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Pasco man on trial in dog killing says he was protecting other dogs

Brian Perry, right, talks with defense attorney Andrew Stine, who said Perry “acted out of necessity” during an emergency.

BRENDAN FITTERER | Times

Brian Perry, right, talks with defense attorney Andrew Stine, who said Perry “acted out of necessity” during an emergency.

NEW PORT RICHEY ­— A Pasco County man accused of beating his Rottweiler to death with his fists told a jury Thursday that he hit the dog only twice, and never meant to kill him.

As for the body of the animal, he said, he has no idea where it is.

Brian Perry, 48, was arrested and charged with animal cruelty on May 27. According to court documents, Perry had recently rescued 4-year-old Gipper, who weighed about 75 pounds. He was with the dog at his home on Manatee Point Drive in New Port Richey when Gipper ran away from him and into a nearby river. He got the dog, but next Gipper ran toward a neighbor's house.

That neighbor testified how Gipper barked at two of his own dogs, a chihuahua and an Australian shepherd mix, in a screened-in enclosure.

"Gipper was standing there barking at my dogs," Lance Kirkland, 16, said. "He was not growling and not trying to get in."

Kirkland said he didn't go outside because he didn't think his dogs were in any danger.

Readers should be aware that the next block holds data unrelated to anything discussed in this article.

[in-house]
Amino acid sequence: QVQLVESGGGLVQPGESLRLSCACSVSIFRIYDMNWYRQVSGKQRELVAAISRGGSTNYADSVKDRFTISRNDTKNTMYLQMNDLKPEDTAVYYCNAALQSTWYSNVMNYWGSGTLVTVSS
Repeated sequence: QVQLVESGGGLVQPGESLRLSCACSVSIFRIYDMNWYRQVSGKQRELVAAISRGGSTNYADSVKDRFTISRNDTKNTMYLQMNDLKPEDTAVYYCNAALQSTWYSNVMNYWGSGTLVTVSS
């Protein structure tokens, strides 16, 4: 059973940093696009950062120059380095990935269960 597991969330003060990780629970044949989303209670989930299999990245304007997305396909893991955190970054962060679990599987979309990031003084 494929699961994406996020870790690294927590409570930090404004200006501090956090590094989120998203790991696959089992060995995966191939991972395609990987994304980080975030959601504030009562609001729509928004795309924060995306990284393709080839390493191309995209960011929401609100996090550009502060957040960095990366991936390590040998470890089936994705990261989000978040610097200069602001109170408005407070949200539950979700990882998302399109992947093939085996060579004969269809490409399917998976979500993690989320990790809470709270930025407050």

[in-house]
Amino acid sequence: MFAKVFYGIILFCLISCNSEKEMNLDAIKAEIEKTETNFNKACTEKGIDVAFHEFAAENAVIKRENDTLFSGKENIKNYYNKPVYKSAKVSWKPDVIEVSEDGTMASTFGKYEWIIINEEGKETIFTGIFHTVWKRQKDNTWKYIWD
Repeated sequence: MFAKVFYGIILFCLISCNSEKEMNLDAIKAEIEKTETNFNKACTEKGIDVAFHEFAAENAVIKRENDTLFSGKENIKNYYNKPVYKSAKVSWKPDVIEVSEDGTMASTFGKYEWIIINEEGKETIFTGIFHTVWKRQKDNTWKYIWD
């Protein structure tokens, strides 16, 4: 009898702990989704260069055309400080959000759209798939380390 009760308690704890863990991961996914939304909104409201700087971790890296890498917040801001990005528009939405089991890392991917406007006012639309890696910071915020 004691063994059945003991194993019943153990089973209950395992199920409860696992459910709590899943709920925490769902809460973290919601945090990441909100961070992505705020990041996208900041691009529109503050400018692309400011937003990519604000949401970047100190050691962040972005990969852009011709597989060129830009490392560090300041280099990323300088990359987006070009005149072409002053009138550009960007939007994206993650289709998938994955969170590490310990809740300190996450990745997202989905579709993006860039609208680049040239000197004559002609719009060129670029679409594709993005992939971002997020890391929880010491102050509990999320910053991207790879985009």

"He was yelling at the dog. Then eventually he started punching it on top of the head," Kirkland said of Perry. "He looked angry. He hit him pretty hard. At least 10 times."

Kirkland went to get his mother, who also testified she saw Perry punch the dog. Gipper walked a few feet and then fell over, she said. Perry told her, "I think I killed my dog," according to her testimony.

"That man lost his temper," assistant state attorney Korey Milo said in his opening statement. "He lost his composure, and he lost his humanity."

Perry testified he was just trying to keep Gipper from attacking Kirkland's dogs.

"I was very concerned about those two dogs," he said. "They were not afraid of him at all."

He said when he first got Gipper, the dog bonded to him "like my shadow." But then, he said, Gipper became aggressive toward other animals and hard to control on a leash, even pulling Perry off his feet a few times.

The situation with the other dogs, he testified, felt critical. He didn't feel like Gipper would attack him, he said, but he didn't want to pick his dog up because he thought he might bite him by accident.

After Gipper died, Perry sat with him and cried, he said. Then he called friends to come and pick the dog up.

He declined to tell prosecutors what happened to the dog because he promised his friends he wouldn't, he said.

A New Port Richey police officer came and questioned him the next day, and he admitted to hitting the dog twice. She returned to arrest him and he said he hit the dog only once, according to a police report.

Perry's lawyer said the evidence was clear: He was saving the other dogs.

"Mr. Perry acted out of necessity," attorney Andrew Stine said. "Necessity for others, and that action of necessity was done during an emergency situation."

Lawyers on both sides will next give closing arguments in the case, and it's expected to go to a jury today.

Pasco man on trial in dog killing says he was protecting other dogs 03/27/14 [Last modified: Thursday, March 27, 2014 7:25pm]

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